Upadhyay has some small offices in Yotsuya, not far from the glittering shopping-and-partying district of Shinjuku. He leaps up to greet me, irrepressibly cheerful and friendly, with a bushy moustache and round face split by a schoolboy grin. He is endearingly vain—he repeatedly assures me that this small office is not the main India Centre office; and later I discover that he has sat through the entire interview suffering pain from a neck injury because he didn’t want me to see him wearing a neck brace. But his enthusiasm for what he does is clearly genuine, and I have no problems getting him to talk about it.
“I came to Japan as a student at Tokyo University in 1992, and I found that the Japanese don’t have a very good understanding of India” —Vibhav Kant Upadhyay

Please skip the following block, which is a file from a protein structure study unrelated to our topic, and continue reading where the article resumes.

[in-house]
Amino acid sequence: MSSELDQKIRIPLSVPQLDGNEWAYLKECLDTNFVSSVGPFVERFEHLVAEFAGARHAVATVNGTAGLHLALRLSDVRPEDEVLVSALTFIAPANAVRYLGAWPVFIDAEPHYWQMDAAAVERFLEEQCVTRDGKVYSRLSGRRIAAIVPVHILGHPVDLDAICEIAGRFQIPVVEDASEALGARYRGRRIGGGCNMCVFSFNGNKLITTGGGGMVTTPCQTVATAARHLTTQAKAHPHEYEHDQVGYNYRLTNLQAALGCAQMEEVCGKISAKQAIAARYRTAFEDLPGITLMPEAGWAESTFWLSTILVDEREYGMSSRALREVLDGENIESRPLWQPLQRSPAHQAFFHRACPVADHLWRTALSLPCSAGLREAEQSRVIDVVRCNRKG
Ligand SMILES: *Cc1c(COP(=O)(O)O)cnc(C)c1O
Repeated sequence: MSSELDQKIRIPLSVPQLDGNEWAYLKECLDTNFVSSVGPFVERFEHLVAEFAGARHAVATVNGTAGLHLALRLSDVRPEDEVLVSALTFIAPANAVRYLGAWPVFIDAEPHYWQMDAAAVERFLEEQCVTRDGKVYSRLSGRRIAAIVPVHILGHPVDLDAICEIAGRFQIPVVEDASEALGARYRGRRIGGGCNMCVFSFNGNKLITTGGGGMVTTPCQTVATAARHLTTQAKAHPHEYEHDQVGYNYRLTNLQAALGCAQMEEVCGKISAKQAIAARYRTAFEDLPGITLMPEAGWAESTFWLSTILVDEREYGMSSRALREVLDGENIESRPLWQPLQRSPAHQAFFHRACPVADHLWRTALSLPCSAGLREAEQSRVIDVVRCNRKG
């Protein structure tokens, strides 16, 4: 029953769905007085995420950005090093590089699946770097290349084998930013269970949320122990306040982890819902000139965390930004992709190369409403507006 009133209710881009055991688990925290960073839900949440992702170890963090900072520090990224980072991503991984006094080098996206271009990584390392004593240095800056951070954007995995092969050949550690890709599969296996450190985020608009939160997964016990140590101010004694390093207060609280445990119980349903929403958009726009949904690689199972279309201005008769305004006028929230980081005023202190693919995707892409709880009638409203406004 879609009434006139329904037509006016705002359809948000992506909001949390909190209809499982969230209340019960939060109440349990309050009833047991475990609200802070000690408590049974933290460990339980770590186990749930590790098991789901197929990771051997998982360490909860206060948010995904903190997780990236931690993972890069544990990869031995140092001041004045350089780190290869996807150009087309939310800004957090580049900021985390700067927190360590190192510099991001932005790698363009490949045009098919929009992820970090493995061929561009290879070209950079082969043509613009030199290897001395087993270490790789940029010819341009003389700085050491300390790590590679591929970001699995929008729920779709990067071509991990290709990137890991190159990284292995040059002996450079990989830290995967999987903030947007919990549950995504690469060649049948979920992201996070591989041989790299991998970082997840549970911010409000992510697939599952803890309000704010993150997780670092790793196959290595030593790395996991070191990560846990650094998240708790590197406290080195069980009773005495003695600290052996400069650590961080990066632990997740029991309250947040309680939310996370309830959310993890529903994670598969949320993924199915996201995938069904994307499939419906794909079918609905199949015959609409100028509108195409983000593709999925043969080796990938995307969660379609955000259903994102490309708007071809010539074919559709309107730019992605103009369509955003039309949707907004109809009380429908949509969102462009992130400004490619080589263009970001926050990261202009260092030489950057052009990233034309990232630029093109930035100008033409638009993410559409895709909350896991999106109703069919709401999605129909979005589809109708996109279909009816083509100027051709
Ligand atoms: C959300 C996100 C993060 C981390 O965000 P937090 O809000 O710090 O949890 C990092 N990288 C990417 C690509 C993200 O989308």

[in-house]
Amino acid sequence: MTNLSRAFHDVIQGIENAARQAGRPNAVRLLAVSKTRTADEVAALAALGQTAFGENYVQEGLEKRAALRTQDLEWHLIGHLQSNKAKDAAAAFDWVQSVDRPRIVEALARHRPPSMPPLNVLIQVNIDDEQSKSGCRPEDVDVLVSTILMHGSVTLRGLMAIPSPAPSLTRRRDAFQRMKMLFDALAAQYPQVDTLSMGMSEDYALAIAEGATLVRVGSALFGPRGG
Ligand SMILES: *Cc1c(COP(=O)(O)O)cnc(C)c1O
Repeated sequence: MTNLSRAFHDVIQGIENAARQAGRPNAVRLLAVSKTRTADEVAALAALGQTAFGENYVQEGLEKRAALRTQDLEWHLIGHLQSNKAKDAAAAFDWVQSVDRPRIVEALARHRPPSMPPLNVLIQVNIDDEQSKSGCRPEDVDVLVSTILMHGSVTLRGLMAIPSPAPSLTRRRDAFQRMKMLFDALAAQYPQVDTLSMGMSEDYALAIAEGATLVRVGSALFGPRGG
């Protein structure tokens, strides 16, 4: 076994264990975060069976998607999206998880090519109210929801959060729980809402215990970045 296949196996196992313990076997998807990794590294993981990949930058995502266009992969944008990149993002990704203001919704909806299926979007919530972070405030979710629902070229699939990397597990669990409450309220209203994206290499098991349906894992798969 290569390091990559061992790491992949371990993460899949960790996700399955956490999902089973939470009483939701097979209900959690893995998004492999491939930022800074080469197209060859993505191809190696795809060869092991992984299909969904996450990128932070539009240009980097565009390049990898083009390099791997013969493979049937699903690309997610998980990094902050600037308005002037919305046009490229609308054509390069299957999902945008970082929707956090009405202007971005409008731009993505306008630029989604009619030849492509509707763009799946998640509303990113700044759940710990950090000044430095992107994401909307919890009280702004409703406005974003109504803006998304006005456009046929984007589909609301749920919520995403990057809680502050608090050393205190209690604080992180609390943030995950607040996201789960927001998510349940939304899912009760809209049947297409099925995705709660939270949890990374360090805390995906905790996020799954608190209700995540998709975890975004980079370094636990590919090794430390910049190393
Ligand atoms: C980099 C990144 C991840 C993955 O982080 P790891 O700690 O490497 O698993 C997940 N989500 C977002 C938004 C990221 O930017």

“I came to Japan as a student at Tokyo University in 1992, and I found that the Japanese don’t have a very good understanding of India,” he says, explaining why he decided to set up the India Centre. “They have some rather biased images of India and Indians. Also, India was just seen as a spiritual country, and spiritual things in Japan are seen as kind of ‘out of office’ stuff, you know—they didn’t think they could do business with that kind of place.” He grins. “This is what I took on as a challenge. I wanted to break that concept.”
Upadhyay says that in the ‘90s, despite the massive economic liberalisation taking place at home, the general image of India in Japanese society and especially amongst the business community steadfastly remained that of a poor, outmoded socialist country: “I thought, if India is to develop any kind of partnership with Japan, that image of India has to be changed here. We have to show that India has changed—and is changing—for good. So we did this experiment with the movies.”